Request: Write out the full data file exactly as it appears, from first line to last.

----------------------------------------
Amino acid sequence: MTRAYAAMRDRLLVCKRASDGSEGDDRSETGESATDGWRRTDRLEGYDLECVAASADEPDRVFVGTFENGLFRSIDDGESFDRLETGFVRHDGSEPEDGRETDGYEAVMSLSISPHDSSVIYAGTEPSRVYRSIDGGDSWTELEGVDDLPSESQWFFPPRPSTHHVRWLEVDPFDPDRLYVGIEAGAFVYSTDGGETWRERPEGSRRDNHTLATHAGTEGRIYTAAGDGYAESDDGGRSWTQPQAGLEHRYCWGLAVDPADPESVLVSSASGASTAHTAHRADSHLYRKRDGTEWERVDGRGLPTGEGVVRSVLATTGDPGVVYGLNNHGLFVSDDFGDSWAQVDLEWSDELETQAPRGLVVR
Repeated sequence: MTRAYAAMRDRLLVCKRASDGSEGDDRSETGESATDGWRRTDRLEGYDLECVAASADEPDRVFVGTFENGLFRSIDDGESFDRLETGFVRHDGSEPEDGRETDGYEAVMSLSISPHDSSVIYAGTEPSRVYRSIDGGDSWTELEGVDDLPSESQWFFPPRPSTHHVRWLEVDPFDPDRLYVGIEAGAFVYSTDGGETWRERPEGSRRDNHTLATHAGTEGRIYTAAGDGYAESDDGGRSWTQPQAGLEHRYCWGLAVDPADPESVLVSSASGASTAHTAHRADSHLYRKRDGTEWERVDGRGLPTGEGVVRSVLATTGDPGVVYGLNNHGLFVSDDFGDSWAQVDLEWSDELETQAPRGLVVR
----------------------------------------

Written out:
Amino acid sequence: MTRAYAAMRDRLLVCKRASDGSEGDDRSETGESATDGWRRTDRLEGYDLECVAASADEPDRVFVGTFENGLFRSIDDGESFDRLETGFVRHDGSEPEDGRETDGYEAVMSLSISPHDSSVIYAGTEPSRVYRSIDGGDSWTELEGVDDLPSESQWFFPPRPSTHHVRWLEVDPFDPDRLYVGIEAGAFVYSTDGGETWRERPEGSRRDNHTLATHAGTEGRIYTAAGDGYAESDDGGRSWTQPQAGLEHRYCWGLAVDPADPESVLVSSASGASTAHTAHRADSHLYRKRDGTEWERVDGRGLPTGEGVVRSVLATTGDPGVVYGLNNHGLFVSDDFGDSWAQVDLEWSDELETQAPRGLVVR
Repeated sequence: MTRAYAAMRDRLLVCKRASDGSEGDDRSETGESATDGWRRTDRLEGYDLECVAASADEPDRVFVGTFENGLFRSIDDGESFDRLETGFVRHDGSEPEDGRETDGYEAVMSLSISPHDSSVIYAGTEPSRVYRSIDGGDSWTELEGVDDLPSESQWFFPPRPSTHHVRWLEVDPFDPDRLYVGIEAGAFVYSTDGGETWRERPEGSRRDNHTLATHAGTEGRIYTAAGDGYAESDDGGRSWTQPQAGLEHRYCWGLAVDPADPESVLVSSASGASTAHTAHRADSHLYRKRDGTEWERVDGRGLPTGEGVVRSVLATTGDPGVVYGLNNHGLFVSDDFGDSWAQVDLEWSDELETQAPRGLVVR